Sponsored by:

Comment, blog & share photos

Log in | Become a member
The Honolulu Advertiser
Posted on: Sunday, May 13, 2001

Academy of Arts to feature Hawaiian artists

By Virginia Wageman
Advertiser Art Critic

With the opening of the new Luce Pavilion today, the Honolulu Academy of Arts redresses 74 years of neglecting the art of Hawai'i's indigenous inhabitants. Although individual ethnic Hawaiian artists have had solo shows at the academy, and although Hawaiians have been included in group exhibitions, particularly the annual Artists of Hawai'i show, there has never been a large-scale group show devoted solely to art made by people of Hawaiian ancestry.

 •  Na Maka Hou: New Visions
  • Honolulu Academy of Arts
  • Through June 17
  • 532-8700
(To be fair, until recent years, explorations in all areas of Hawai'i's cultural heritage were often suppressed or ignored. It is likely that only now is there a large body of work from which to select such an exhibition.)

The Luce Pavilion, an architecturally stunning complex that adds two 4,000-square-foot galleries to the museum's existing 30 galleries, includes, on its second level, the John Dominis and Patches Damon Holt Gallery, the first space ever in the museum given over to its Hawai'i regional collection, which until now has been exhibited wherever space could be found for it.

The first-floor Henry R. Luce Gallery is intended for changing exhibitions, particularly those traveling to Hawai'i from other locales.

However, the opening exhibition has been organized by the academy and, in an inspired choice, is devoted to contemporary art by artists of Native Hawaiian descent.

Titled "Na Maka Hou: New Visions," the exhibition was curated by a selection committee comprised of members of the Native Hawaiian community under the supervision of the academy's associate director, David de la Torre. A call for submissions was issued last fall.

Fifty-nine artists were selected for the show, and there are about 125 artworks, including paintings, drawings, photographs, sculpture, woodworking, ceramics, kapa, featherwork and installations.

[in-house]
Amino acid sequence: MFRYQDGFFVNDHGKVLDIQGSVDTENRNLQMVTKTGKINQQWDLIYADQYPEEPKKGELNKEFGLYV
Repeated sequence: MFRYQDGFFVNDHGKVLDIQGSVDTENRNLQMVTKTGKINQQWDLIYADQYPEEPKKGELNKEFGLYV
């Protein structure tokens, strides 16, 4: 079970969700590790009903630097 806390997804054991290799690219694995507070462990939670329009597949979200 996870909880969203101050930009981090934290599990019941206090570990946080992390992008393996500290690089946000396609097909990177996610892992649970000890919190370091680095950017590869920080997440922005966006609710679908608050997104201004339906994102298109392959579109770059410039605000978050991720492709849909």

Included are works by two elder statesmen who were instrumental in the Hawaiian renaissance that emerged in the 1970s. Herb Kane is represented by a painting of the Battle of Nu'uanu, which reflects the artist's meticulous attention to historic detail.

Wright Bowman Sr.'s wooden model of the two-hulled sailing canoe Hawai'i Loa is based on intensive research and experimentation to replicate an ancient voyaging canoe.

Several of the artists, including kapa makers Pua Van Dorpe and Moana Eisele and feather worker Paulette Kahalepuna, have made it their lifelong passion to uncover artmaking practices of their ancestors and to pass these traditions on to younger artists.

Such devoted practitioners have increased immeasurably our knowledge of Native Hawaiian culture.

Other artists, such as Elroy Juan, who grows and dyes gourds, and fiber artists Pam Barton, Marques Marzan and Duncan Seto choose to use materials and techniques of their ancestors, which they adapt to their contemporary visions. Likewise, the elegant clay vessels of Kauka de Silva are fired with glazes made from Maunawili and Kaimuki clays as well as lehua ash.

In related works, many of the artists interpret traditional themes and motifs derived from Hawaiian culture, often adapting these themes to contemporary presentations. Sean Browne's spare and eloquent sculptures are based on ancient symbols, as are the evocative paintings of Meleanna Meyer.

Both Gussie Rankin Bento and Doris Nosaka incorporate designs inspired by royal symbols in beautiful handmade quilts. Three wonderful ceramic sculptures by Craig Neff take their form from kapa beaters.

Conceptual installations include a powerful statement on the 'aina, or land, by Kau'i Chun, which he recently submitted for his master of fine art's thesis exhibition.

Immense panels, which the visitor can walk around and under, are painted with materials derived from the earth.

Kaili Chun's beautifully crafted installation of nine koa framed boxes, each holding a lei, refers to each of the nine major Hawaiian islands, including the emerging island of Lo'ihi, There are references to Christianity — or today's Hawai'i — as well, implied by the cruciform arrangement of the boxes.

Bernice Akamine also addresses the issue of the land in her installation of eight structures made of concrete, acrylic and glass, each representing a Hawaiian island — significantly painted red, white and blue.

Many of the works are simply fine examples of artmaking. Charming lyrical abstractions related to Hawai'i's glorious landscape are painted by Harry Fonseca, a Hawaiian living in Santa Fe; and Mapuana, who lives on O'ahu, creates sensuous, color-filled landscapes.

There are several engaging works by nonprofessional artists, including David Kaaihue's naive-style paintings recording his Maui childhood and Marie McDonald's expressive depictions of hula dancers.

The organizers of the exhibition are to be commended for the broad range of art selected and for including several unknowns who are either new to artmaking or who have practiced quietly on their own. An excellent full-color catalog, which includes bios of each of the artists, is available at the museum for $24.95.

The academy offers free admission today and next weekend, when there will be a grand ho'ike, with Hawaiian music, arts and crafts demonstrations and keiki activities.

Virginia Wageman can be reached at VWageman@aol.com.